auto epr1
iface epr1 inet static

The VM interface is listed inside the guest/VM as epr1 - but remember, that's connected to the virtual switch and bridge through the previous steps, so don't worry. After this step, restart the networking service and check to see if your IP address is assigned. Also, in my use-case my VM is Ubuntu which does not allow manual over-writing of resolv.conf, so I also add upstream DNS as follows:

sudo service networking restart
ip a
sudo apt install resolvconf
sudo nano /etc/resolvconf/resolv.conf.d/tail

Enter the name server as follows:


At this point, I would probably reboot and then from within the VM, ping, and then ping to ensure you have link and upstream DNS. Everything should be rosy ;>. Some folks might be concerned about ARP and such, but virt-manager handles that with the gateway entry combined with the bridge, so no need to alter proc and pass traffic, etc. Of course, replace Google's DNS if you so choose, but I had reliability problems with Level 3 during testing myself (sad). – Below, are notes from when I shrunk an .img file / expanded an .img file (cannot remember lol) –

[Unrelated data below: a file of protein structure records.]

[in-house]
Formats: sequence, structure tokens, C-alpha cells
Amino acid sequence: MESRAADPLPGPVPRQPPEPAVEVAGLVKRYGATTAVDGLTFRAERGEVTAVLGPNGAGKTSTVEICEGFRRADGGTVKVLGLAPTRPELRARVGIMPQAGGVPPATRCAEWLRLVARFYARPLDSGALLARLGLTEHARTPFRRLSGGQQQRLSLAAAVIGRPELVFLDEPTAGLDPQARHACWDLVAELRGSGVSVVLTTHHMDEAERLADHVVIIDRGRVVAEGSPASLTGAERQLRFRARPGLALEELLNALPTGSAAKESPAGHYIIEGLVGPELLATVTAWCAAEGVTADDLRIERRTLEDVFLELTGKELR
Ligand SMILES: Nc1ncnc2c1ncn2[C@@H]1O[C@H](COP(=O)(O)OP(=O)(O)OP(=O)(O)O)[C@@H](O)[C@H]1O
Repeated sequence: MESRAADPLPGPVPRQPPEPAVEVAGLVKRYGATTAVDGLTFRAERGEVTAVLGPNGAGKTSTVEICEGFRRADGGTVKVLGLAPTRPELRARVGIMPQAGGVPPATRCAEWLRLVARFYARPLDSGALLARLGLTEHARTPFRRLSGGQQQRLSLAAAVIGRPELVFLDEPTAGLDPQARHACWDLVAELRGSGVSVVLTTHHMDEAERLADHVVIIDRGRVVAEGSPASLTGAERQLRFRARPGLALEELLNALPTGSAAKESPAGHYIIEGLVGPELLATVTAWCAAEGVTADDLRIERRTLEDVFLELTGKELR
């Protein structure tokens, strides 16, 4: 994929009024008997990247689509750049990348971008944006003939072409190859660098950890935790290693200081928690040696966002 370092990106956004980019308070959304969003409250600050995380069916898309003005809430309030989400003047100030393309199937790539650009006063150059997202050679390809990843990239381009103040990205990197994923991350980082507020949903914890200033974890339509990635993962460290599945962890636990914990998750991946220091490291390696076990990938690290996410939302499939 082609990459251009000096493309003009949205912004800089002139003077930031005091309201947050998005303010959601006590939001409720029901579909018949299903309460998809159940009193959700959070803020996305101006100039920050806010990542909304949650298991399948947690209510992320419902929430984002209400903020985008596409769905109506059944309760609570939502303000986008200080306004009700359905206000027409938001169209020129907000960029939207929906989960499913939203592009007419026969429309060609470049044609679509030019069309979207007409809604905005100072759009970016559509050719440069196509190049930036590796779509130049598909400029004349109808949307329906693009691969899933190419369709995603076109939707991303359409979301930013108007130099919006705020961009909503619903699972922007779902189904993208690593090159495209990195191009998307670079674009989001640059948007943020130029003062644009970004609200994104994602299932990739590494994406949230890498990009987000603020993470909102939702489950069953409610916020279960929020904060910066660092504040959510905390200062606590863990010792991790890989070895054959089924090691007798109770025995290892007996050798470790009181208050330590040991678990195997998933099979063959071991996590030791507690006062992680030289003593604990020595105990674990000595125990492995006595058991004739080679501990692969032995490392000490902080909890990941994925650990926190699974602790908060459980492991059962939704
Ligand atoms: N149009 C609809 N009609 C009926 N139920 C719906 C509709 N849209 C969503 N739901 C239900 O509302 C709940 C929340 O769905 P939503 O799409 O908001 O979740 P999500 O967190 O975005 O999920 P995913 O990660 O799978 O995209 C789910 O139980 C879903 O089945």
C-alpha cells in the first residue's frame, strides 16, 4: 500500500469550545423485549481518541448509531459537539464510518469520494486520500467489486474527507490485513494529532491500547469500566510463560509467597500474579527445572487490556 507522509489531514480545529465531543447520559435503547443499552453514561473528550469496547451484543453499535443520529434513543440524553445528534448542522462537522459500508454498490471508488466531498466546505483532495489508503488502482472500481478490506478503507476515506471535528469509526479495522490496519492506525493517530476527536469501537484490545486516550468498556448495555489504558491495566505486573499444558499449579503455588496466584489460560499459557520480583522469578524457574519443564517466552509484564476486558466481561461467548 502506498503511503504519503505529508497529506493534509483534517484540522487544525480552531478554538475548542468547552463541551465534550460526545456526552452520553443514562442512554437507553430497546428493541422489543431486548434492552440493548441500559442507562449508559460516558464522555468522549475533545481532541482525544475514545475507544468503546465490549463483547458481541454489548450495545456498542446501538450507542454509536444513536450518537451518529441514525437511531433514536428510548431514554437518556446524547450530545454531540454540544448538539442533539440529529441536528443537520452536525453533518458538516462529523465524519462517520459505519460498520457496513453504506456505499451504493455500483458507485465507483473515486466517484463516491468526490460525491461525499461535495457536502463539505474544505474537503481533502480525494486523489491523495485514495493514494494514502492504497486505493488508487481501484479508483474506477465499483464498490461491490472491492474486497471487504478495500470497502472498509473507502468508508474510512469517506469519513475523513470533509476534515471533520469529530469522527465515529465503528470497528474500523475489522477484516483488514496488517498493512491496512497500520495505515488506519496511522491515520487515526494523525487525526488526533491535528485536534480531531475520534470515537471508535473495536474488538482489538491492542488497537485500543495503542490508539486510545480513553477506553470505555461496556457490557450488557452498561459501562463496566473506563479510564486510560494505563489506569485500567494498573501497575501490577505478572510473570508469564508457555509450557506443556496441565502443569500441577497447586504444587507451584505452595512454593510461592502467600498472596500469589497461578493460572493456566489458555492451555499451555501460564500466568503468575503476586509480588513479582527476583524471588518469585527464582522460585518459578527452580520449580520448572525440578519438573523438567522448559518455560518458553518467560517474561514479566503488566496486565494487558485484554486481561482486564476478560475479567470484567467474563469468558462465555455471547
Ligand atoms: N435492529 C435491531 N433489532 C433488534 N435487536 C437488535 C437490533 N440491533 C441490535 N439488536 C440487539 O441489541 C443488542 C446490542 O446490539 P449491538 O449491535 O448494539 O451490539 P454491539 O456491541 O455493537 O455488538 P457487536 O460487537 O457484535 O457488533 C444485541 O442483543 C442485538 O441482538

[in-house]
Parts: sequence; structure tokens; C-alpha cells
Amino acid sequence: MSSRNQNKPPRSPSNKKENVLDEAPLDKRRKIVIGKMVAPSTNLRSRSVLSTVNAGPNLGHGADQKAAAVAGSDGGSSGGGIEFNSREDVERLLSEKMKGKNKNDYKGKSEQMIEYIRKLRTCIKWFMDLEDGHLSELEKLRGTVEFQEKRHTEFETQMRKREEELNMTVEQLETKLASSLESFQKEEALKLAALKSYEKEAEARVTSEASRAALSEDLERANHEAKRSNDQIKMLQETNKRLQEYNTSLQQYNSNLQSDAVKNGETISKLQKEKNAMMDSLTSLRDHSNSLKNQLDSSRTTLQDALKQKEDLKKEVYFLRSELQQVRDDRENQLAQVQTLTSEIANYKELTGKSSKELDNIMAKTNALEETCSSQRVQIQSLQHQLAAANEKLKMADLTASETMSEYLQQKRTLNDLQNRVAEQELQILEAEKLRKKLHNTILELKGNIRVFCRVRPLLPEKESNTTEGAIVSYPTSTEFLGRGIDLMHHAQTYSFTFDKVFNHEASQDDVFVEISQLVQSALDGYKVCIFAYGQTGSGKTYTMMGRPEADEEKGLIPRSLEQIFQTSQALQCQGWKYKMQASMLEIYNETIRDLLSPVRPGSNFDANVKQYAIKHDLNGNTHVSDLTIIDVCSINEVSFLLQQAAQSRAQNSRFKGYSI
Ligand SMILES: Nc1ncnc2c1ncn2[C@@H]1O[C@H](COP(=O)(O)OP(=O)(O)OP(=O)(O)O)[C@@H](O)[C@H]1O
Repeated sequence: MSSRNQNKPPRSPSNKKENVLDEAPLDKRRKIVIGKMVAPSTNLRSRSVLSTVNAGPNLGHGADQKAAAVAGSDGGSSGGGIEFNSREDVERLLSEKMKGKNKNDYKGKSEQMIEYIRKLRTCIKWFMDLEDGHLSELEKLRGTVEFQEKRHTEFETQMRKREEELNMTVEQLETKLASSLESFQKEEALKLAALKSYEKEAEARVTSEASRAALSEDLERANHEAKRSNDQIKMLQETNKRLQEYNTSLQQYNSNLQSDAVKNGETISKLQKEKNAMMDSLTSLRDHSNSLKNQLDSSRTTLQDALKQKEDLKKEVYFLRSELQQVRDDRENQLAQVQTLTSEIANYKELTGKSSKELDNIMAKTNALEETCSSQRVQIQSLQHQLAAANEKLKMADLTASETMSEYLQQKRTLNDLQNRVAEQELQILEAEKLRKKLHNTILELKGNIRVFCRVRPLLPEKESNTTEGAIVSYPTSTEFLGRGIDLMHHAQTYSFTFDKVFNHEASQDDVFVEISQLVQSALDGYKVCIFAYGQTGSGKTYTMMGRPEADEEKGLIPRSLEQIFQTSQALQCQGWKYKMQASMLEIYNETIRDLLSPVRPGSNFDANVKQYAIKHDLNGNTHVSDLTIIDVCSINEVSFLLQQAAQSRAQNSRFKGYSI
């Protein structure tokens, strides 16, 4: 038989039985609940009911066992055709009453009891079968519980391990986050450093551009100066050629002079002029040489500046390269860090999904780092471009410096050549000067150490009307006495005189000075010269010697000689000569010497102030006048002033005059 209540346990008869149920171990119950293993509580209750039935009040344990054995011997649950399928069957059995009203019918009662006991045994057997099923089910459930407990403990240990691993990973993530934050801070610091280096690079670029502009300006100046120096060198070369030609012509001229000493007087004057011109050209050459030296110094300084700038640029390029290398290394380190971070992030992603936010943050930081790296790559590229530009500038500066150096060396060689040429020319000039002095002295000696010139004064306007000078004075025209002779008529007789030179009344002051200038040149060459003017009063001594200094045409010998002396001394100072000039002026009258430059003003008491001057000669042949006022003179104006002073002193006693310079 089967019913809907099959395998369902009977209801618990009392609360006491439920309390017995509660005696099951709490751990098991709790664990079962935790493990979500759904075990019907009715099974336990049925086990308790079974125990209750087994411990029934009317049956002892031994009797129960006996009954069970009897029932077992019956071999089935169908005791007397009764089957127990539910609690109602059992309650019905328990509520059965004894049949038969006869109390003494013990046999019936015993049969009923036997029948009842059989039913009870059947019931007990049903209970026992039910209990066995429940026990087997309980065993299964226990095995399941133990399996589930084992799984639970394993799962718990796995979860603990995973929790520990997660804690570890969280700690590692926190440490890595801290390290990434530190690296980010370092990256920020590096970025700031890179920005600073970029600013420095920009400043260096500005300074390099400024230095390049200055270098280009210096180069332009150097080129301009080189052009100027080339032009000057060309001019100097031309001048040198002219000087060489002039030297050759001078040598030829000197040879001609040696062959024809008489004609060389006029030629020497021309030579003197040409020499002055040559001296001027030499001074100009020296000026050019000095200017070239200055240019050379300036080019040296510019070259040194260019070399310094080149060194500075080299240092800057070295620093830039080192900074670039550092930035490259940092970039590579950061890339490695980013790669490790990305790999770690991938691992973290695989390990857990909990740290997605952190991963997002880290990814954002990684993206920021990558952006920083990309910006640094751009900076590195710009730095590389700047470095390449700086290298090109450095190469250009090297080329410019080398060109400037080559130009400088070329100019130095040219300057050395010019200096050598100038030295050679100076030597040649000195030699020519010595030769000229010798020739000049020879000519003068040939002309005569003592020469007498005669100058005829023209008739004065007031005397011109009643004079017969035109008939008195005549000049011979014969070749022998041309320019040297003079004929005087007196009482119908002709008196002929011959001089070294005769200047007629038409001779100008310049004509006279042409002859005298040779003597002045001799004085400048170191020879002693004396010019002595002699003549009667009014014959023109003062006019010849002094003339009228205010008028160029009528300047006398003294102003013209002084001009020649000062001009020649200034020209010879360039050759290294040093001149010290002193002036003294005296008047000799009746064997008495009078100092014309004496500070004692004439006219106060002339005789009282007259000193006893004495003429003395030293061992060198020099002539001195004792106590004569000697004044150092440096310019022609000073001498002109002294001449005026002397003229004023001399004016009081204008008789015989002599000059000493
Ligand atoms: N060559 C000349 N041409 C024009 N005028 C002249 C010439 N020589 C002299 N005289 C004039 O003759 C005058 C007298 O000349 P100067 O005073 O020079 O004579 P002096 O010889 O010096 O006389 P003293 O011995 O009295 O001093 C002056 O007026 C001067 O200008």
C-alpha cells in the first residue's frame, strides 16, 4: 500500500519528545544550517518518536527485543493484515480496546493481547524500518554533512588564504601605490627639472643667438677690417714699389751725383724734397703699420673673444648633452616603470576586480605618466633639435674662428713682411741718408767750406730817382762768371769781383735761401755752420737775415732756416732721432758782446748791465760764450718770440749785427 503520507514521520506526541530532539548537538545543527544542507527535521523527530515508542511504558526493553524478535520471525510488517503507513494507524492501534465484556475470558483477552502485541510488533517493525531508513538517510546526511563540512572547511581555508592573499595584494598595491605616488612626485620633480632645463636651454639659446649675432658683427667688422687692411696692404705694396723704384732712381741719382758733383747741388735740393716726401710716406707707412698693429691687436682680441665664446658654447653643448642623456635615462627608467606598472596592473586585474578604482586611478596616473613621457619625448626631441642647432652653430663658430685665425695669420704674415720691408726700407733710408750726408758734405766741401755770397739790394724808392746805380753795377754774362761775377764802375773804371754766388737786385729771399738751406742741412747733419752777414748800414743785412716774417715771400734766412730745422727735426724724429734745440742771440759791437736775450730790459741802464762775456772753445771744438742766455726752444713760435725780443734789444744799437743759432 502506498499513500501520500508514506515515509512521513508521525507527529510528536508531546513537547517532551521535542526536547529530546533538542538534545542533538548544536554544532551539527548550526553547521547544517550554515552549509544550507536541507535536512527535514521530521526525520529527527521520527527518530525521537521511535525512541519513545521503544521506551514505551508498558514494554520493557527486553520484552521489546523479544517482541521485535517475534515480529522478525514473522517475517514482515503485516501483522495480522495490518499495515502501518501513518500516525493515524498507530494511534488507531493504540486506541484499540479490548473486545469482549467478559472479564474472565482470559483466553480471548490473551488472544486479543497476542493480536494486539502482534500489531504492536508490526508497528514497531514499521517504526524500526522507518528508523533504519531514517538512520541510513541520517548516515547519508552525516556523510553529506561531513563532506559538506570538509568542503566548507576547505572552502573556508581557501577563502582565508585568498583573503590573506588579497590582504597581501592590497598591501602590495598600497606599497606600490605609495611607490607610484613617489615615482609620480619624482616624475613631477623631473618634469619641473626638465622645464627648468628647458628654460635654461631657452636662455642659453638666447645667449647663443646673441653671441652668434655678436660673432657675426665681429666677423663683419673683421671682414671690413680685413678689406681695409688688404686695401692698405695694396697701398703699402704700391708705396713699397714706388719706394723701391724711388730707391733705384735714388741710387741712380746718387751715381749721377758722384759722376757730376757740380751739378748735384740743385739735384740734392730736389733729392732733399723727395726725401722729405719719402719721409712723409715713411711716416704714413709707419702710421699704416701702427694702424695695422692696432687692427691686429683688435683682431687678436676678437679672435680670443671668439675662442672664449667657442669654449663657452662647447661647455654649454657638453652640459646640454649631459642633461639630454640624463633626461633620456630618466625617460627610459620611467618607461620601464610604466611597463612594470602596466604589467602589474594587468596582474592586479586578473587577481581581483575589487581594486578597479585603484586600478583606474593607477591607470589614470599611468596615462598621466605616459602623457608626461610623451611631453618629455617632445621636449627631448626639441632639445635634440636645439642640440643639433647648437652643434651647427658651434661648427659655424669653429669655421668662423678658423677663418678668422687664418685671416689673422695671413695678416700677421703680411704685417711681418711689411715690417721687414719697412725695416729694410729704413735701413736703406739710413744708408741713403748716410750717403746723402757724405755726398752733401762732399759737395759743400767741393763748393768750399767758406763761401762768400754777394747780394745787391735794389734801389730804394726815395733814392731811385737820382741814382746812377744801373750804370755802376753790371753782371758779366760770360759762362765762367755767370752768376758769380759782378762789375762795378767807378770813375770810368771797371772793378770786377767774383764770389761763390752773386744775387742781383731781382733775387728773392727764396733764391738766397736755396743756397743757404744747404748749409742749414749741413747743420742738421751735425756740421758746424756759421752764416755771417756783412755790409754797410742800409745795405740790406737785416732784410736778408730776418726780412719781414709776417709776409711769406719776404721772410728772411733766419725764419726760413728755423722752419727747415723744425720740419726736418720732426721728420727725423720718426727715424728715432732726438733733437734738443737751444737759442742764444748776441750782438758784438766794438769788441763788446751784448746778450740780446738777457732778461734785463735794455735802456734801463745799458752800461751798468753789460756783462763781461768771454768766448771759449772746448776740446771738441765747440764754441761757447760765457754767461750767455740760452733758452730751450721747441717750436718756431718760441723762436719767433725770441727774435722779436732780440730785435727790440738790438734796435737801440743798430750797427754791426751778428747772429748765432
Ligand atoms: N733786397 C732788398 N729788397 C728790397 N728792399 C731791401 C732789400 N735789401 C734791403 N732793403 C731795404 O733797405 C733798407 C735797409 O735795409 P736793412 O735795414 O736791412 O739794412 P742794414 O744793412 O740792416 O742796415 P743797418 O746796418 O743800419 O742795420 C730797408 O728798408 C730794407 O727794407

Resize an .img with virt-manager, for example, expanding a 64GB disk to a 124GB disk. Start by installing the optional tools for this:

sudo apt install libguestfs-tools

After that, confirm the location of your virtual machine. You need to know the actual name of the .img file for this to work. Usually (unless it was changed by someone), this is the name that appears in the virt-manager window.

virsh dumpxml putnameofimagehere | xpath -e /domain/devices/disk/source

Navigate to the directory it spit out, and back up the image and rename it before you proceed:

cd /var/lib/libvirt/images/
sudo cp /var/lib/libvirt/images/putnameofimagehere.img /var/lib/libvirt/images/putnameofimagehere.img.bak

Once you know the name of the .img file and the location of it, prepare the virtual file systems for expansion:

virt-filesystems --long --parts --blkdevs -h -a /var/lib/libvirt/images/putnameofimagehere.img

Build a new, larger, container for the final disk, and set it aside for the merge/expansion that the tools are going to provide:

truncate -s 128G /var/lib/libvirt/images/outdisk

Now it is time to resize the existing image, using the container you just created:

virt-resize --expand /dev/sda2 /var/lib/libvirt/images/putnameofimagehere.img /var/lib/libvirt/images/outdisk

Okay, now we need to rename the new image we created to the name that virt-manager is looking for, i.e., the name of the original image. Remember, you should have the .bak file you made earlier in case this does not work. This is done as follows:

cp /var/lib/libvirt/images/putnameofimagerhere.img /var/lib/libvirt/images/putnameofimagerhere.img.old
mv /var/lib/libvirt/images/outdisk /var/lib/libvirt/images/putnameofimagehere.img

oemb1905 2021/11/17 08:39

computing/virtmanagerhell.txt · Last modified: 2021/11/17 08:40 by oemb1905